delivered the opinion of the court:
Plaintiff in error was indicted at the May term, 1.910, of the Madison county circuit court for the murder of his wife. The indictment charged plaintiff in error committed the murder by cutting and stabbing his wife with a large knife, April 3, 1910. Shortly after the homicide plaintiff in error was arrested and committed to jail. In November, 1910, and before plaintiff in error was required to plead to the charge of murder, it was represented by his counsel to the presiding judge of the circuit court that he was insane and a request made for a trial upon that issue. The request was granted, a trial had and the following verdict returned November 9: “We, the jury, find Nikola Gavrilovich, the one on trial, has become insane since he committed the crime of murder for which he has been indicted, and that he is insane at this time and was at the time of empaneling the jury.” Plaintiff in error was thereupon by the judgment of the court committed to the asylum for insane criminals at Chester, Illinois, there to remain until the *13superintendent of said asylum should certify to the court that he had been restored to reason, whereupon he should be returned to the county jail of Madison county for disposition of the charge of murder pending against, him in that court. Plaintiff in error was accordingly taken to said asylum for insane criminals, where he remained until April 14, 1913, when he was discharged as restored to reason and was again placed in confinement in the county jail of Madison county. January 26, 1914, on motion of the State’s attorney, a jury was empaneled to inquire into the sanity of plaintiff in error. Counsel for plaintiff in error in this case represented him on the trial of that issue. The jury returned this verdict: “We, the jury, find the defendant, Nikola Gavrilovich, at the present time sane.” Thereafter plaintiff in error was arraigned, pleaded not guilty to the crime charged and was put upon his trial for said crime. He was found guilty by the jury and his punishment fixed at death. The court overruled a motion for a new trial and sentenced him to be executed. The record is brought here for review on a writ of error granted by this court, which was made a supersedeas.
It was not denied that plaintiff in error killed his wife by stabbing her with a large knife. The killing was done in a most cruel and brutal manner. Plaintiff in error and his wife had not been living together for some time prior to the homicide. Testimony was introduced on his behalf that his wife was unfaithful to him, and that for some time prior to their separation their relations were stormy and very inharmonious. The defense was .that plaintiff in error became insane and was insane at the time of the homicide. Witnesses called on his behalf testified to acts and conduct on his part of an irrational character for some time prior to the homicide.
Dr. Anderson, superintendent of the asylum for insane, criminals at Chester, first saw plaintiff in error November 17, 1910, when he was received in the asylum. He testi*14tied he was then insane but gradually improved until he was returned to the Madison county jail as restored to reason. He was asked, from the history of the case, the appearance and condition of the patient and the examination and tests made by him, whether it was possible to determine what was the probable duration of the insanity. The doctor answered he could tell to his own satisfaction whether it had just come on or had existed for some time. He was then asked how long, in his opinion, at the time he first saw plaintiff in error, his insanity had existed. He answered the patient’s type of insanity required a preceding period of development; that this period might be months in duration or might be years; that it was impossible to fix the bounds of the preceding period. On motion of . counsel for the State the answer was stricken out as too indefinite and uncertain. The doctor testified plaintiff in error’s insanity was of the paranoia type, which requires time to develop and as a rule is incurable.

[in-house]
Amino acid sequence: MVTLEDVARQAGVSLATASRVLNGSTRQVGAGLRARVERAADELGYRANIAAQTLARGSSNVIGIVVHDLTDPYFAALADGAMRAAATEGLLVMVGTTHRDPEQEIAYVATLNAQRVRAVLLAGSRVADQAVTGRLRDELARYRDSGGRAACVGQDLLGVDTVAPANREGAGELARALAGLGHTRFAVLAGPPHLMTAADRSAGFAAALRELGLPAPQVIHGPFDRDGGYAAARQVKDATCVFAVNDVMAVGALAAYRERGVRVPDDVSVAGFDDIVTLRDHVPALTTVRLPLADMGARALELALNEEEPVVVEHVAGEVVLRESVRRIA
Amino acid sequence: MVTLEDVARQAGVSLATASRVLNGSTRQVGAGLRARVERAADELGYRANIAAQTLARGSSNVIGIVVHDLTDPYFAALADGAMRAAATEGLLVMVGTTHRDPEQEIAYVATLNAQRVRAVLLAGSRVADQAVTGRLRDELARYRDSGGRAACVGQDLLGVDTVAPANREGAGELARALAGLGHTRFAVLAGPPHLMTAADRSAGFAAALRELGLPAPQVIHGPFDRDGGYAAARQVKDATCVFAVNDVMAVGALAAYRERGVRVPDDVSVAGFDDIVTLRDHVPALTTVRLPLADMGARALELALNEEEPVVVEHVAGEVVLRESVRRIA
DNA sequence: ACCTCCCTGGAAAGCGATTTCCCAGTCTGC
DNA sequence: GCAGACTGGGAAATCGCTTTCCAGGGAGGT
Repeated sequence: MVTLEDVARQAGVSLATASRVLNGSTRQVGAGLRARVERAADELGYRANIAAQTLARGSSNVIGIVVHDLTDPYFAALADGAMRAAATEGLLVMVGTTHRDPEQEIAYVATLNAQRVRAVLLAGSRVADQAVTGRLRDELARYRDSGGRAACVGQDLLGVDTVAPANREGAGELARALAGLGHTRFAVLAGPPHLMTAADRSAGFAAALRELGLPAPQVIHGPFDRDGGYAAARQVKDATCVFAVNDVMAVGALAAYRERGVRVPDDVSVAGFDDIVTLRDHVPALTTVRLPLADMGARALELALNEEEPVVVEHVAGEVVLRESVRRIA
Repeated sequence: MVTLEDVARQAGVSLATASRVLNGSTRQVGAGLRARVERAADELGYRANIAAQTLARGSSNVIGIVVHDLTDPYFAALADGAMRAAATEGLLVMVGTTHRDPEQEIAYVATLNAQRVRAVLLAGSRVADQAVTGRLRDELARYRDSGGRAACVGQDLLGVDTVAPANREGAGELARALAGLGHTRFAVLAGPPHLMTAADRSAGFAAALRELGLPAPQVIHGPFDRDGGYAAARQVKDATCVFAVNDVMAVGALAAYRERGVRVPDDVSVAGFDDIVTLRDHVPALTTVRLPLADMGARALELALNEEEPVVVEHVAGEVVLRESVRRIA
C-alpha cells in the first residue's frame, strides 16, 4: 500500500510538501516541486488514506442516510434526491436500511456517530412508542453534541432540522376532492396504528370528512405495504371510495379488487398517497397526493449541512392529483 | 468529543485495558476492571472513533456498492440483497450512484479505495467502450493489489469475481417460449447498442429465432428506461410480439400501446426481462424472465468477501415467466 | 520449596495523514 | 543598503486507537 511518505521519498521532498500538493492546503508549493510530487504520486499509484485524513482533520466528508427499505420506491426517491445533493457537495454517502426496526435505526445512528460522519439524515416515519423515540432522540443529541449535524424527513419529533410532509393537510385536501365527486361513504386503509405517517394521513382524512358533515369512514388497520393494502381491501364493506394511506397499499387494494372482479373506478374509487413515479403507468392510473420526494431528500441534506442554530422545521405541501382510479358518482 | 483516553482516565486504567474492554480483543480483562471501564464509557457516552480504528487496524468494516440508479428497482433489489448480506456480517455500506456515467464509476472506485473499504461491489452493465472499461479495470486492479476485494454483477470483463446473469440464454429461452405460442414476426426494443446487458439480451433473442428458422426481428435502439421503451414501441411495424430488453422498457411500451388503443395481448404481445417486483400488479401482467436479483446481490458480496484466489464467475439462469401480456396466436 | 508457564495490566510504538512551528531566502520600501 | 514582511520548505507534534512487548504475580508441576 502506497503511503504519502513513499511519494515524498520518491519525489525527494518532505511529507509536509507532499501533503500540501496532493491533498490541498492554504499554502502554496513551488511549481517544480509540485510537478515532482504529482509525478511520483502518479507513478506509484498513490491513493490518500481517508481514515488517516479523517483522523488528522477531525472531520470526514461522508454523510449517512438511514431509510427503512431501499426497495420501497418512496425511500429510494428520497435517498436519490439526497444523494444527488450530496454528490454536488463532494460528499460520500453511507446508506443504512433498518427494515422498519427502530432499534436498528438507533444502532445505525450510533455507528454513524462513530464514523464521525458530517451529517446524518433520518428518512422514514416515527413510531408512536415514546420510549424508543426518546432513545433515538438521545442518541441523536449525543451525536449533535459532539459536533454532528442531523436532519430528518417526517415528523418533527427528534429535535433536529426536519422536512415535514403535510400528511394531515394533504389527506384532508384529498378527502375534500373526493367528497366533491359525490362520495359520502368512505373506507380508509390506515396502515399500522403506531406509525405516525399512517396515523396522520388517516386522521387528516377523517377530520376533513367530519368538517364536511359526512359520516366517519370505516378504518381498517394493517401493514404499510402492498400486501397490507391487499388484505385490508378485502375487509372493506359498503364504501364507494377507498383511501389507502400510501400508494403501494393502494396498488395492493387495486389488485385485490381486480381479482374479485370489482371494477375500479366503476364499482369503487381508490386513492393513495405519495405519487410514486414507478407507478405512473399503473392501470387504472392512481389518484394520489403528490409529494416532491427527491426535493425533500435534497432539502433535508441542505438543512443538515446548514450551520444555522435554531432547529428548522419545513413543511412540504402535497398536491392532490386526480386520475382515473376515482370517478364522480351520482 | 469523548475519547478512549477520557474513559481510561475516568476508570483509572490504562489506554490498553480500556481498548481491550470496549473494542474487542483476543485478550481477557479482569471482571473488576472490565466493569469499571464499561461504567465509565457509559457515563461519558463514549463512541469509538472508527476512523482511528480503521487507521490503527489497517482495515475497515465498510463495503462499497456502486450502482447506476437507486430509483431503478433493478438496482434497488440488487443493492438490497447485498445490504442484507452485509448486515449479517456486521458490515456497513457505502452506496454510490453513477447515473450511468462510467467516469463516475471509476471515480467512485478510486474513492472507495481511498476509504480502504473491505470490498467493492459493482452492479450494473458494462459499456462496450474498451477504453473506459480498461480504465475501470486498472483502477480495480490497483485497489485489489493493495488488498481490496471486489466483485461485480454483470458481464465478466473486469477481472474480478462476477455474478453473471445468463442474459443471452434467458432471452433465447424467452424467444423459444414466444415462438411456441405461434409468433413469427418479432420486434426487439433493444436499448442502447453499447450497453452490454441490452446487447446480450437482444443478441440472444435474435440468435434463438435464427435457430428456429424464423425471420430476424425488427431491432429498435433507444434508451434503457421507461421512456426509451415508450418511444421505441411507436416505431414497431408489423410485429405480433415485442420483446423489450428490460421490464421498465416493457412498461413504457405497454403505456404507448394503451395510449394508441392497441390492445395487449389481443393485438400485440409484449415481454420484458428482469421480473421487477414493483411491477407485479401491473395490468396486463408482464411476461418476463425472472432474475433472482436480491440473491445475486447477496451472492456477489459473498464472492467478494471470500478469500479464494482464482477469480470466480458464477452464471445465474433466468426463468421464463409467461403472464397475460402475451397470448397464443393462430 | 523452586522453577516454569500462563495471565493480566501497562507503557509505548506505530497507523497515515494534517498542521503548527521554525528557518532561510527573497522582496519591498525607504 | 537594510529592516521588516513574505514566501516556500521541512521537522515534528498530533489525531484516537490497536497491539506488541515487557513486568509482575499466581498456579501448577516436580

Dr. Fiegenbaum testified, on behalf of plaintiff in error, that he saw him in June, 1910. He also saw him from four to six weeks prior to that time but could not fix the exact date. The doctor visited the jail where plaintiff in error was confined, as a member of a commission appointed by the Governor. The doctor testified he had for several years made insanity, in all its phases and classifications, a special study. He examined plaintiff in error closely on both his visits to the jail and found him insane. He classified his insanity as paranoia and was of opinion he was incurable. Counsel for plaintiff in error offered to prove by the witness, from examinations made by him in May and June following the commission of the crime and from the history the witness obtained, that in his opinion plaintiff in error was insane at the time of the homicide. This was objected to and the objection overruled, but the witness said he could not answer the question put in that way, and the question remained unanswered. .The witness testified *15plaintiff in error was “crazy as a bed-bug” when he saw him in the jail and did not then know right from wrong.
In rebuttal the State offered the testimony of lay witnesses tending to show that plaintiff in error was not insane at the time of the commission of the crime. The State also offered in evidence the verdicts and judgments in the two trials of the question of plaintiff in error’s sanity. These were objected to by counsel for plaintiff in error, but the objections were overruled and the records admitted in evidence. These rulings of the court and the rulings sustaining objections to questions asked of the medical witnesses by counsel for plaintiff in error are the principal and material objections urged for reversal of the judgment. We are of opinion the admission of the records of the two trials upon the question of plaintiff in error’s sanity was erroneous, and the verdict in the first trial of that issue was especially prejudicial.